“The secret of happiness is not doing what one likes, but in liking what one does" -JM Barrie

Happy Monday! I hope this finds you well and enjoying a great Monday morning.

The pics you are seeing here are from this past week's show at The Iguana.
What a cast we had last week.

Along with Barry Levitt on keyboard and Saadi Zain on bass, I love sharing the stage with Dana Lorge. Having a different cast each week is exciting but also nerve-wrecking!
The talent makes it ALL worthwhile.

This past week, Jana Robbin's mother, Edith Eisenberg made her cabaret debut! She sang a medley of MEAN TO ME and IT HAD TO BE YOU (Jana joined her on the latter). They brought the house down and got a standing ovation. We also had the lovely Wendy Lane Bailey who sang The Dieter's Prayer and two other wonderful selections.

Cynthia Crane, who just celebrated her 45th Wedding anniversary yesterday with Ted Story by flying a hot air ballooon over the Catskills!,stopped by a sang a French tune. It was appropriate because she was joined by Sheldon Forrest who has been living and performing in Paris for the past two years! Welcome back, Sheldon.

Not content to coast, Liza Minnelli soars in Broadway reprise
By Joe Brown (contact)

LIZA MINNELLI stunned a star-studded audience by breaking down mid-performance during a show last week (begs28Sep09).
The Cabaret star was belting out a medley originally arranged for her mother, Judy Garland, at the MGM Grand Hotel & Casino in Las Vegas when she became “too emotional” to continue.

Stars including Barry Manilow, Renee Zellweger and Alan Cumming looked on as Minnelli took a few moments from singing before she “composed herself and finished the showstopper to a standing ovation”, according to New York Post’s gossip column PageSix.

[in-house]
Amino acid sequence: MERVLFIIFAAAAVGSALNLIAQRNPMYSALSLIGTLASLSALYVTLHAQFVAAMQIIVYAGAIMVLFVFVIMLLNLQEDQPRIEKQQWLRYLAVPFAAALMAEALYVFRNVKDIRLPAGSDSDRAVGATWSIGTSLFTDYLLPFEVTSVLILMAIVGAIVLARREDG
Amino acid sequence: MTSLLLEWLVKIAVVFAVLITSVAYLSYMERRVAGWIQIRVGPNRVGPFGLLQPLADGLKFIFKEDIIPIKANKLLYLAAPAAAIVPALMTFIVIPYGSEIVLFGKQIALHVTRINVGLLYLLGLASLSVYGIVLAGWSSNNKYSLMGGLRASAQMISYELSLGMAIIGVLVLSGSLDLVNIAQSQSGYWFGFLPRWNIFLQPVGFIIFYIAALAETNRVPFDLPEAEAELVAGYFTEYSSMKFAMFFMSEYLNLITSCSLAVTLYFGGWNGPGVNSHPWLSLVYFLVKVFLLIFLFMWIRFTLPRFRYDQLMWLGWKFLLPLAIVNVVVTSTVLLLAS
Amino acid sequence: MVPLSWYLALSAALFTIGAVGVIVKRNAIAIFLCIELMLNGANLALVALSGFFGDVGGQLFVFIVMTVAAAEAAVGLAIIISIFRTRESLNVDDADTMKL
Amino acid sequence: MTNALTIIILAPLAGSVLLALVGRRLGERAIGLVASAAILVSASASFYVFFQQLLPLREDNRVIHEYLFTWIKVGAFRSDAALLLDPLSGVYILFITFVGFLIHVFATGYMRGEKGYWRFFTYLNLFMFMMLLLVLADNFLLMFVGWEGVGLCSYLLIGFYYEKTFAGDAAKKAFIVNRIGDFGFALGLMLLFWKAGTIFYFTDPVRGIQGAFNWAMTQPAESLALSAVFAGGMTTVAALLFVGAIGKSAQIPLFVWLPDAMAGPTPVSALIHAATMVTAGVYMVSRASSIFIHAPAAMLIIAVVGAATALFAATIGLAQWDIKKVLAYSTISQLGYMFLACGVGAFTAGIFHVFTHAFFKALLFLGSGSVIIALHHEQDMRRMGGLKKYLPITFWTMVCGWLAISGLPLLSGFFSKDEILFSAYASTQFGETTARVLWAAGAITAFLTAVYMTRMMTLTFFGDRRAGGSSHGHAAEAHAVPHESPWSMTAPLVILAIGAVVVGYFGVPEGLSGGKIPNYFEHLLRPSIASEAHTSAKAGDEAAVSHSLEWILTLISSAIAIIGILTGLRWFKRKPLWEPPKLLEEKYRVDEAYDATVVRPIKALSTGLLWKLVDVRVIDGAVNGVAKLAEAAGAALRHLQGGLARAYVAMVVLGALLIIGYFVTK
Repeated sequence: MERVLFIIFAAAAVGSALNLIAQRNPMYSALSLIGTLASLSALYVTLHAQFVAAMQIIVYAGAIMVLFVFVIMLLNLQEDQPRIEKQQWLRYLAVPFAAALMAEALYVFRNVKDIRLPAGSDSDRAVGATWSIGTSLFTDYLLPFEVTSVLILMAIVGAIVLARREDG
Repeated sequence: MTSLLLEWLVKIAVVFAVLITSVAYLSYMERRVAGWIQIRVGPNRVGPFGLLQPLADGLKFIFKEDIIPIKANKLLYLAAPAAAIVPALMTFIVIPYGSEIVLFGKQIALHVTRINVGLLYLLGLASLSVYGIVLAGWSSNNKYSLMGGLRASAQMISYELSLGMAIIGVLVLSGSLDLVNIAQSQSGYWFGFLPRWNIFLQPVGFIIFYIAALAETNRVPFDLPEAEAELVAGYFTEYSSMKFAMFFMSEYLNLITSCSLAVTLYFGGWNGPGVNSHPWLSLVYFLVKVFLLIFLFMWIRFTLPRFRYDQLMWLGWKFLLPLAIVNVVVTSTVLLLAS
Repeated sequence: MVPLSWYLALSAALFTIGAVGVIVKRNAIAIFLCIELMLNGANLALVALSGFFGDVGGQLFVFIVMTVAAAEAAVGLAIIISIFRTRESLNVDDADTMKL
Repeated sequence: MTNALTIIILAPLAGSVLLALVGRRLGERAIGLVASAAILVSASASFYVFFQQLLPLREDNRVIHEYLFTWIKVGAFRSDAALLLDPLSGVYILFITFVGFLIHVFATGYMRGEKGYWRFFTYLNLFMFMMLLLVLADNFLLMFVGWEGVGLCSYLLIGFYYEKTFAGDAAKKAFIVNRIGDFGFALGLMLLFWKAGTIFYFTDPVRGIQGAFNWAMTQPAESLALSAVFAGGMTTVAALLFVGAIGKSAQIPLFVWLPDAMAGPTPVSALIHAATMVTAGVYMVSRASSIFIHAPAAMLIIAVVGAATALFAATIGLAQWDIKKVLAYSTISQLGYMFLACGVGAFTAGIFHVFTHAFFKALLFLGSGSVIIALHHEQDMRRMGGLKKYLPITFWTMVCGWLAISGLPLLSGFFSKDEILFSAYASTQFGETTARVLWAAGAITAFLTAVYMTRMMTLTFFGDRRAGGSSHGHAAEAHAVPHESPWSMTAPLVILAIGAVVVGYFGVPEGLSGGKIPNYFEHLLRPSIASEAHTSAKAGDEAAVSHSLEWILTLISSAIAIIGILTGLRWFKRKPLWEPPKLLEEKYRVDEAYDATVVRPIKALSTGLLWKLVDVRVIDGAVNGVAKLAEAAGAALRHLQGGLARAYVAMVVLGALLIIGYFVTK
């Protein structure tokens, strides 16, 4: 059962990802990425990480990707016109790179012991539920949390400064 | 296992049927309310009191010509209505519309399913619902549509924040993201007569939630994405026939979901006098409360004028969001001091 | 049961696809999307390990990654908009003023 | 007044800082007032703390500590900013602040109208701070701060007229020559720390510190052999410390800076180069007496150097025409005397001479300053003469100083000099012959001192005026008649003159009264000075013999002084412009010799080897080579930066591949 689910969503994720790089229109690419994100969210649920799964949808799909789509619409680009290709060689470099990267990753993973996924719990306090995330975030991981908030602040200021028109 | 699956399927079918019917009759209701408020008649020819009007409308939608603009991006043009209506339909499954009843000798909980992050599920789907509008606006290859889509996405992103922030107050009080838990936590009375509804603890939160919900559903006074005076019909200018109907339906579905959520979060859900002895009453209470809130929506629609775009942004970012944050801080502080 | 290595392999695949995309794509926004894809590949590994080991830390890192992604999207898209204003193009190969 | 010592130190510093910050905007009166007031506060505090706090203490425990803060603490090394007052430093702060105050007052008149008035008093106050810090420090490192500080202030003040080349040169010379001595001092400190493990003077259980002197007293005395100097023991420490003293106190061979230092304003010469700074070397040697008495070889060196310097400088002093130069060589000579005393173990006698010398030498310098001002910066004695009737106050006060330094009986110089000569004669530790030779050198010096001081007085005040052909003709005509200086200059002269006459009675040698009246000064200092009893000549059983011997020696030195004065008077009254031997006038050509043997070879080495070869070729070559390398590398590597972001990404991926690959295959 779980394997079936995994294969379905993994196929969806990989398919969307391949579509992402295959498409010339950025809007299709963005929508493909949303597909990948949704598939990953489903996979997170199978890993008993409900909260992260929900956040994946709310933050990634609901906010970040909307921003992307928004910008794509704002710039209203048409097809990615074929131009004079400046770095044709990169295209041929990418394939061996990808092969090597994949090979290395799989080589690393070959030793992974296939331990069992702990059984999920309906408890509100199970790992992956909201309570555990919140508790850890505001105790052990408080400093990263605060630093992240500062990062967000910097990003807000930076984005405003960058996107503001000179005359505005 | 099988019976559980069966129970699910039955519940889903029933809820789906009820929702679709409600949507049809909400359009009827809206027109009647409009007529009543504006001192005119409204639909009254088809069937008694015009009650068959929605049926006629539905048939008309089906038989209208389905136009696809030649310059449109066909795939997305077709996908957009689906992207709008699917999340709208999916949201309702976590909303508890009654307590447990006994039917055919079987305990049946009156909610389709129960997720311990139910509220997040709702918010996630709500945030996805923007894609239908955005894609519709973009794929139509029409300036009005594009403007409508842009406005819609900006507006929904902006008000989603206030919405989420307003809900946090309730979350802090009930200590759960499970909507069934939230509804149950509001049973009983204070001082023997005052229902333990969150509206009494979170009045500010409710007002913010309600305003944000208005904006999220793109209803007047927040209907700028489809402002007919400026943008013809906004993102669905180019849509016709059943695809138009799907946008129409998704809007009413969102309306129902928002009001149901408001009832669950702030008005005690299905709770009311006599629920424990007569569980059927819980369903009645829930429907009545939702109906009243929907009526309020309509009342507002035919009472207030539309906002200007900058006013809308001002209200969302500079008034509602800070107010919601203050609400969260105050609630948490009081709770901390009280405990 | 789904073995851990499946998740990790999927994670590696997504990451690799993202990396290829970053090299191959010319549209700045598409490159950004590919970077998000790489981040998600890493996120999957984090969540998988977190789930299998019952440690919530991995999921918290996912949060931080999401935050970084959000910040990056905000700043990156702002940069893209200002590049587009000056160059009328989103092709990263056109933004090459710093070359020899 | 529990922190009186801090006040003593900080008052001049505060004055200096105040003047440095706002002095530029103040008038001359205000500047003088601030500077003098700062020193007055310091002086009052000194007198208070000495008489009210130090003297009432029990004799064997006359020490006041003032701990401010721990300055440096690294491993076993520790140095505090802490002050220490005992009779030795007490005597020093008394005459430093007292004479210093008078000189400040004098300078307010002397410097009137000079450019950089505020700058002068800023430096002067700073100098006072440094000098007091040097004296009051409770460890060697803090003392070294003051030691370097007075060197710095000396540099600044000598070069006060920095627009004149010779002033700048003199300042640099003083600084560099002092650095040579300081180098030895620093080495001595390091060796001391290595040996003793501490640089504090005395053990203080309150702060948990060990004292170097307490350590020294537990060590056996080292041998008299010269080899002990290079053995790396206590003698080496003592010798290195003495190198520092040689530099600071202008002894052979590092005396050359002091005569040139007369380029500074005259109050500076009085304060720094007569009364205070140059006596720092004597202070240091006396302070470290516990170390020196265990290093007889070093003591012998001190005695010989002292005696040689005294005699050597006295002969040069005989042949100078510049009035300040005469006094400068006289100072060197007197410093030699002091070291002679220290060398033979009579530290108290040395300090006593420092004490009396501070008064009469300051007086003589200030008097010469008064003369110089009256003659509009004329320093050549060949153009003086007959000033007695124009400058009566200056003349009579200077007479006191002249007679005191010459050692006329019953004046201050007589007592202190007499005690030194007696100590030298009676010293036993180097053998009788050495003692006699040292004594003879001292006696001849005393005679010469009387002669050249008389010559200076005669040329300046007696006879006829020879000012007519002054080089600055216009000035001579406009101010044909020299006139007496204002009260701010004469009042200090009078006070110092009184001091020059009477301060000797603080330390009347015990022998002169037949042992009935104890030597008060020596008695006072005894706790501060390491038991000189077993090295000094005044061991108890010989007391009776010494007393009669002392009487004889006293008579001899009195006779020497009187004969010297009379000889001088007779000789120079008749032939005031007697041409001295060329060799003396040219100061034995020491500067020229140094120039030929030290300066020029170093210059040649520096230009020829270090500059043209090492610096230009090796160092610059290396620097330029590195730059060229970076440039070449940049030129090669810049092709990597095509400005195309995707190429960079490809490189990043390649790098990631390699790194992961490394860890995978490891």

Joe Brown Reviews

Death-defying and life-affirming, Liza Minnelli’s Wednesday night performance at the Hollywood Theatre at the MGM Grand exceeded all expectations.
Minnelli was here to re-create her limited-engagement Broadway show “Liza’s at the Palace!,” which recently won a Tony Award for Best Special Theatrical Event. She began her run at the MGM Grand last Friday; the Wednesday and Thursday shows were being filmed for a public television special and a DVD, and it’s a good thing, because this show — like its star — is one for the ages.

Throughout her career as a performer, Minnelli has famously thrown caution to the wind, and on Wednesday night she went full out in every song — if her voice breaks, what the hell? It sometimes seemed she might not survive to sing the next song, much less the two and a half hours she ended up delivering.

But the strangest and most wonderful thing happened: The 63-year-old Minnelli seemed to get stronger — and younger — with each song, as if she was receiving an energetic transfusion from the spotlight and the audience.

By the show’s end, Minnelli — in a Halston sparkling black shirtwaist mini, black sheer stockings and knee-high black suede boots — was incandescent, kicking and belting at full vitality.

I don’t know how she did it — I was exhausted after the show.

Minnelli opened with a suite of disenchanted love songs, and created characters for each, including the 1951 I-shot-my-man novelty number “If You Hadn’t, But You Did” which was a feat of memorization, just for starters) and Charles Aznavour’s “What Makes a Man a Man?” the quietly defiant soliloquy of a gender illusionist.

Perhaps unequaled in her ability to hold the stage alone, Minnelli has an emotional gravity (imbued by her classic showbiz lifeline) that — I’m gonna say it — Bette Midler and Cher combined can’t equal.
The first set was studded with signature songs, including a triumphant “Maybe This Time,” and in “Cabaret,” Minnelli acknowledged her much-discussed history of hard partying and recovery with a wry pause after the line “That’s what comes of too much pills and liquor.”